Let’s talk about Homer’s Odyssey for a minute. (No, you’re not reading the wrong blog and this is not Sophomore English.) The Greek hero, Odysseus, fought in the Trojan War for ten years, then faced an array of challenges for another ten before he finally made it back to his homeland. The Cyclops! The Sirens! A trip to Hades! Phew. Among the very few who recognized him in a disguise after his long absence was his faithful dog, Argos. Old and neglected, lying in filth and covered in ticks, he only had the strength to wag his tail when his master finally showed up. Odysseus couldn’t acknowledge him for fear of being recognized, so he walked past and quietly wiped away a tear. And yes, Argos dies. This is truly one of the saddest scenes in all of literature involving a pet. (Don’t get us started on Old Yeller.)
This incredible bond between our pets and their people is no surprise to our readers who have loved an animal. Many of us use a childhood pet’s name as part of a security password. And we truly grieve when a beloved pet passes away.
Evidence of the power of this bond is all around us. The internet is full of photos and videos that pull at our heartstrings as pets and humans interact, sometimes in a surprising way. We have heard stories in our practice about a dog that could sense an owner’s asthma attack coming on and rubbed its owner’s face as an alert, a client that suffered from depression until she adopted a cat that gave her comfort, and most dramatically, a small Shih Tzu mix that was taken to the hospital bed of his teenage companion who was in a coma from a traumatic head injury. The patient woke up as the dog wagged in excitement to see his girl.
When our daughter was expecting her third boy, she and her husband received the diagnosis of Down syndrome. We awaited Henry’s birth with some trepidation, not knowing what his future held in store, but knowing that love and support would always be a part of his life. Some of that support came from an unexpected source: his grandparents’ Golden Retriever, Robby. From the time Henry was an infant and his family visited from out of state, Robby was a constant, quiet presence at his side. When Henry became mobile and began to move around the house, Robby would follow. If Henry approached the stairs, the dog would look around anxiously as if to say, “Hey! Are you watching this boy?!” Robby loves all kids that visit, but he sensed very early on that one special little guy needed an extra measure of care.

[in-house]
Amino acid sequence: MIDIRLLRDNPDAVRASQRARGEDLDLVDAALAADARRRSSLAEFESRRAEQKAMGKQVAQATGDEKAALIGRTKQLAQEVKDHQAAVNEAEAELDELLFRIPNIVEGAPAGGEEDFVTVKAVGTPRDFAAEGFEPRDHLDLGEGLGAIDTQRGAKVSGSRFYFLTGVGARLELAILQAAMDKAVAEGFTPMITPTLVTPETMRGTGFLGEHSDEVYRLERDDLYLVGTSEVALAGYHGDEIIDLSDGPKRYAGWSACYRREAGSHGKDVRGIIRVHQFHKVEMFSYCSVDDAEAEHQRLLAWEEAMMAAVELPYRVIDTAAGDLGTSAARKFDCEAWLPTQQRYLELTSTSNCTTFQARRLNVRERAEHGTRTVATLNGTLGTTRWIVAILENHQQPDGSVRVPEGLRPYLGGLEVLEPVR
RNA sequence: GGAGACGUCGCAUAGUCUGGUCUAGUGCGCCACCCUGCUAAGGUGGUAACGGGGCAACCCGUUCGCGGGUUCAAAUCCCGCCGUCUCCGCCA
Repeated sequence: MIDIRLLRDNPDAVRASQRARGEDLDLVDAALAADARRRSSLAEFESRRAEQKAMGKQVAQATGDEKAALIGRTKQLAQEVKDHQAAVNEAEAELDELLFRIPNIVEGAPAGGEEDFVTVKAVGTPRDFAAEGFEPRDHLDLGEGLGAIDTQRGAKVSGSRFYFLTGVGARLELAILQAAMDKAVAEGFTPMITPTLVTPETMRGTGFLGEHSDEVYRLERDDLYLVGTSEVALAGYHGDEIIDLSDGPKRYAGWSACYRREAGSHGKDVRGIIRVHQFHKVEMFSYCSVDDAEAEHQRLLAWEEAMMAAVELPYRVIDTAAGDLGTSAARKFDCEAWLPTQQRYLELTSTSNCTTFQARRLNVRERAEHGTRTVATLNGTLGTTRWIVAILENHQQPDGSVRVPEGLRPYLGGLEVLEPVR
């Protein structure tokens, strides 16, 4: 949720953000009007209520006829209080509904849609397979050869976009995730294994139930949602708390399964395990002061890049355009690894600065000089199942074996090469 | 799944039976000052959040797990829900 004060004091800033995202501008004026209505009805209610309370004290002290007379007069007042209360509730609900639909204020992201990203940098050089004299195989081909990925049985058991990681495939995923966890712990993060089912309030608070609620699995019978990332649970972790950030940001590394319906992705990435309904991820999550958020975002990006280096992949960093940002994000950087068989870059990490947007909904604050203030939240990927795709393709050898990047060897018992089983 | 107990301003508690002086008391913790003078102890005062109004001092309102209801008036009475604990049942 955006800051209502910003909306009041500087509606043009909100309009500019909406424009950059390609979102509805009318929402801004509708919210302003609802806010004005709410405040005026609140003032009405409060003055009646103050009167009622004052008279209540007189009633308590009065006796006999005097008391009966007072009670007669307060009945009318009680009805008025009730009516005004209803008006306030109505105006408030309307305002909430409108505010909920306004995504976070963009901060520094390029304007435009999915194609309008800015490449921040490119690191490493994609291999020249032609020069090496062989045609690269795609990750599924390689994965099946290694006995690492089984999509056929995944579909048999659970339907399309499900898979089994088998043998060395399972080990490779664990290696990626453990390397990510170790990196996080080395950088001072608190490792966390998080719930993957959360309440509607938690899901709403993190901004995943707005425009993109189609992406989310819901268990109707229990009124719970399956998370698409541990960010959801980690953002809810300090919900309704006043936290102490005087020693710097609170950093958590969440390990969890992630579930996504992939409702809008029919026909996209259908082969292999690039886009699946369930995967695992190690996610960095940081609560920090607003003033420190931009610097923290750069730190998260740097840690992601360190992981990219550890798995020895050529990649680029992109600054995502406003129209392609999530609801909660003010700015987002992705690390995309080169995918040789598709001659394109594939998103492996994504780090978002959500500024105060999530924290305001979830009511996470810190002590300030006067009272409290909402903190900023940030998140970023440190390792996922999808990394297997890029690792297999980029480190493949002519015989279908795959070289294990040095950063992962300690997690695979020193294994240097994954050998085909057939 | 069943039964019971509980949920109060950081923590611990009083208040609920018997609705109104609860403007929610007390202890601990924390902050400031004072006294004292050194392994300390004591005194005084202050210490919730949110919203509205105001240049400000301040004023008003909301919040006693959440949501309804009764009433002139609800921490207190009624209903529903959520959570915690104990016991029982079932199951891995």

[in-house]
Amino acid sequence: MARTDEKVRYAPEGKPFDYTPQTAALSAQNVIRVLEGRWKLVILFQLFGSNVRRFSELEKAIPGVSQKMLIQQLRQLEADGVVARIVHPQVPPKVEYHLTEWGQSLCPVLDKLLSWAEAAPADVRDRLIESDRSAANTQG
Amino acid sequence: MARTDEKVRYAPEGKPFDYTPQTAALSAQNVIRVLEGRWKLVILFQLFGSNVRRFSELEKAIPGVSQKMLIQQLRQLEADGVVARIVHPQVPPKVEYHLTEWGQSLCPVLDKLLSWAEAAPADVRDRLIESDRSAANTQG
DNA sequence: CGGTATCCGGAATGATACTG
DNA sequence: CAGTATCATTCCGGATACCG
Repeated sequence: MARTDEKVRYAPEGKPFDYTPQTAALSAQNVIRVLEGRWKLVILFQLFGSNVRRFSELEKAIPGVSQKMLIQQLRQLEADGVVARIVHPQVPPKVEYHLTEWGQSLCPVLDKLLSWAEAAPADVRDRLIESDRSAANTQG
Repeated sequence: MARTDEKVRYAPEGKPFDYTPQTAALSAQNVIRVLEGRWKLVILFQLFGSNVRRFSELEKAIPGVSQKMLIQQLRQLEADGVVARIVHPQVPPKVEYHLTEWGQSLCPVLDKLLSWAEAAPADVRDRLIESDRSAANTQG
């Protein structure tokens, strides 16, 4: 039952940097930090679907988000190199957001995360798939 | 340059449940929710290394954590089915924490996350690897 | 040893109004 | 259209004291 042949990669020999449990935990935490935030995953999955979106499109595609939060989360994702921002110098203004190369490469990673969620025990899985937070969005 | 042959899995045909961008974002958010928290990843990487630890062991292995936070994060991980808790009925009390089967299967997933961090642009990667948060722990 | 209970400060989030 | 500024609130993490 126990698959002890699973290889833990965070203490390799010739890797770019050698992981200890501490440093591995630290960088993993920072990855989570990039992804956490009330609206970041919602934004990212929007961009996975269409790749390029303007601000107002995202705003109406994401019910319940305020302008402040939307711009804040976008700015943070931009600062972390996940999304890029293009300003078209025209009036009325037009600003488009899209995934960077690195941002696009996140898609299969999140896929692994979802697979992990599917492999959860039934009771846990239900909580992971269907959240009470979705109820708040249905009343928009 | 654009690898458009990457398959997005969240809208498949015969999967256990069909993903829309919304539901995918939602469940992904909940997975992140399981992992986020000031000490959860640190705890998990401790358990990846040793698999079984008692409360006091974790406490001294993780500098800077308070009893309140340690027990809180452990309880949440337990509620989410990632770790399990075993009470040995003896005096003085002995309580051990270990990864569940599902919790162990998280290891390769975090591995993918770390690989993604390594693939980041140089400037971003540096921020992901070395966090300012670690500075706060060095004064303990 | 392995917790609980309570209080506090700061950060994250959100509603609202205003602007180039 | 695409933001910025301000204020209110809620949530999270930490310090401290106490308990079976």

And now here is the story behind the accompanying photo. The Christmas that Henry was one, he was able to move around the floor, but unable to escape the sloppy kisses from Robby. Dr. Andrews snapped this shot at the perfect moment that doggy tongue met baby face. We all recognized the special quality of the image and our daughter submitted it to the National Down Syndrome Society (NDSS) as part of their New York City Buddy Walk event. The photo was chosen as one of a group to be shown on a big screen in Times Square before the walk in Central Park later that day. A few weeks later, Weekend Today asked viewers to send in favorite photos for a segment they were calling, “Pictures of our Lives.” The photo was submitted, and what a surprise to see it among twelve other images one Sunday on national TV!
The bond between pet and human is so often seen in children and their relationship with a furry family member. Henry’s big brother, eight year old Edmund, has a special attachment to their three year old German Shorthaired Pointer, Klaus. He recently said to his mother, “Sometimes I can see the future in Klaus’s eyes.”
Whether your pet brings you your slippers in the evening, walks the neighborhood to exercise with you in solidarity, shares your bed, dances circles at your homecomings, or just quietly lays at your feet as you watch TV, you feel the bond… you feel the love. And now I can’t help thinking about poor Argos. If only Odysseus had been able to scratch behind his ears one last time! Sigh…